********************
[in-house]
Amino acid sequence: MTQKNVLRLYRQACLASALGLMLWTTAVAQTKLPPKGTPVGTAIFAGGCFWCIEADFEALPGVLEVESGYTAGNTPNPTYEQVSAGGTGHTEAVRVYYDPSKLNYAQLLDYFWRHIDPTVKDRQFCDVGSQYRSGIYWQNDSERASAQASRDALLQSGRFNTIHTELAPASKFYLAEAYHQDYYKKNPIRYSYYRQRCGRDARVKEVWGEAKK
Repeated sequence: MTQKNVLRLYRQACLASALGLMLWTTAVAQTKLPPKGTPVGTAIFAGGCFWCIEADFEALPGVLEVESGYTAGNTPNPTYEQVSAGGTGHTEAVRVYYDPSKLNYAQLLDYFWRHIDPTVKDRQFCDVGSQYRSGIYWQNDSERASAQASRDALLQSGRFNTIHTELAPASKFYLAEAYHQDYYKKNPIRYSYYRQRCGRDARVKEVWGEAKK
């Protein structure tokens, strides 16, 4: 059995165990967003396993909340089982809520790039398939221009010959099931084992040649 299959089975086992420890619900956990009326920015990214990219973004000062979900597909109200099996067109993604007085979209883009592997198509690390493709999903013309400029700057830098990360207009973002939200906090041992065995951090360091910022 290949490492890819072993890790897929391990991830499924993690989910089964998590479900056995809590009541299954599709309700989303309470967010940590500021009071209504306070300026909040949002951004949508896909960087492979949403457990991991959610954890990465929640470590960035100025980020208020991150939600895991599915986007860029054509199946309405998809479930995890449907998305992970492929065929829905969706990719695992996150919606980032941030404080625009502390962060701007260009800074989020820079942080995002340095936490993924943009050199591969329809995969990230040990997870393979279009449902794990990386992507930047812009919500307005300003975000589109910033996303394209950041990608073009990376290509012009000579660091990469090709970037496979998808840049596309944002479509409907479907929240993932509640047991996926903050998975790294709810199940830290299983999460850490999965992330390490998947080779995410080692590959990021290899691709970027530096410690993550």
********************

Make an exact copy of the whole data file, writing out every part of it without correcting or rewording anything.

[in-house]
Amino acid sequence: MTQKNVLRLYRQACLASALGLMLWTTAVAQTKLPPKGTPVGTAIFAGGCFWCIEADFEALPGVLEVESGYTAGNTPNPTYEQVSAGGTGHTEAVRVYYDPSKLNYAQLLDYFWRHIDPTVKDRQFCDVGSQYRSGIYWQNDSERASAQASRDALLQSGRFNTIHTELAPASKFYLAEAYHQDYYKKNPIRYSYYRQRCGRDARVKEVWGEAKK
Repeated sequence: MTQKNVLRLYRQACLASALGLMLWTTAVAQTKLPPKGTPVGTAIFAGGCFWCIEADFEALPGVLEVESGYTAGNTPNPTYEQVSAGGTGHTEAVRVYYDPSKLNYAQLLDYFWRHIDPTVKDRQFCDVGSQYRSGIYWQNDSERASAQASRDALLQSGRFNTIHTELAPASKFYLAEAYHQDYYKKNPIRYSYYRQRCGRDARVKEVWGEAKK
């Protein structure tokens, strides 16, 4: 059995165990967003396993909340089982809520790039398939221009010959099931084992040649 299959089975086992420890619900956990009326920015990214990219973004000062979900597909109200099996067109993604007085979209883009592997198509690390493709999903013309400029700057830098990360207009973002939200906090041992065995951090360091910022 290949490492890819072993890790897929391990991830499924993690989910089964998590479900056995809590009541299954599709309700989303309470967010940590500021009071209504306070300026909040949002951004949508896909960087492979949403457990991991959610954890990465929640470590960035100025980020208020991150939600895991599915986007860029054509199946309405998809479930995890449907998305992970492929065929829905969706990719695992996150919606980032941030404080625009502390962060701007260009800074989020820079942080995002340095936490993924943009050199591969329809995969990230040990997870393979279009449902794990990386992507930047812009919500307005300003975000589109910033996303394209950041990608073009990376290509012009000579660091990469090709970037496979998808840049596309944002479509409907479907929240993932509640047991996926903050998975790294709810199940830290299983999460850490999965992330390490998947080779995410080692590959990021290899691709970027530096410690993550």